Death toll in London high-rise fire goes up to 17

National

LONDON (AP) — London police say the death toll in a major apartment building fire has increased to 17 people and is likely to rise even further.

Police Commander Stuart Cundy says there is no suggestion the blaze was terror-related. Fire Commissioner Dany Cotton says specialist dogs would start searching the 24-story building.

The fire gutted the Grenfell Tower apartment building in the North Kensington neighborhood early Wednesday morning. Police say the blaze was so extreme, one like it has not been seen ‘in years’. The tower houses more than 120 apartments and between 400 and 600 people.

Police say a large number of the residents remain unaccounted for and it is unclear how many were home when the fire started.

Meanwhile, 44 households were given emergency accommodation after the blaze. The local council says families with young children, elderly residents and the vulnerable were given “immediate priority.”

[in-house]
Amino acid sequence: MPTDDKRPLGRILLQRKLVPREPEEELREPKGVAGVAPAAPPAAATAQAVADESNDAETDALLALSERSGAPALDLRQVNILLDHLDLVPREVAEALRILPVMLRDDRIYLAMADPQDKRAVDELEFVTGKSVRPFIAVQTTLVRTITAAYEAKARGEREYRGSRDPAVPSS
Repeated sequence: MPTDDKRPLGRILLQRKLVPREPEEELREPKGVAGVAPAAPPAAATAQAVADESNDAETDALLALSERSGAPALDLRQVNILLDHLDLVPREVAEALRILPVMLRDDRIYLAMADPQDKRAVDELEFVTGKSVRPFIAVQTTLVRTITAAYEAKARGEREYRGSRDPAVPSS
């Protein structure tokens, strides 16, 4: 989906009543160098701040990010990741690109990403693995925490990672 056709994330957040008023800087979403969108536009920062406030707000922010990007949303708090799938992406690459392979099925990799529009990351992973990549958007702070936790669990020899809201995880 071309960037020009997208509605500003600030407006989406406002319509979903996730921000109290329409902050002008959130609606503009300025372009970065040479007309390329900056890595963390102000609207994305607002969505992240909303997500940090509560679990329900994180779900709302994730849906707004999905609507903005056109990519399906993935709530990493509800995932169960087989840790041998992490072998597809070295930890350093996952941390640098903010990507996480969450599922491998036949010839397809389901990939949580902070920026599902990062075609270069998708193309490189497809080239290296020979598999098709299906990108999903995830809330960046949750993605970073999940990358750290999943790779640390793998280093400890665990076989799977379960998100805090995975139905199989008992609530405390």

Country leaders are showing their respects to victims and first responders as the investigation continues.

British Prime Minister Theresa May has visited the site of the high-rise fire to tour the devastation.

May didn’t speak with journalists during the visit. On Wednesday, she promised a “proper investigation” into the cause of the blaze.

Queen Elizabeth II and Prince Philip have also paid tribute to London firefighters whose bravery prevented a greater loss of life.

The monarch and the Duke of Edinburgh also hail volunteers offering support to dozens of victims from the devastating blaze.

The queen says “Prince Philip and I would like to pay tribute to the bravery of firefighters and other emergency services officers who put their own lives at risk to save others.”

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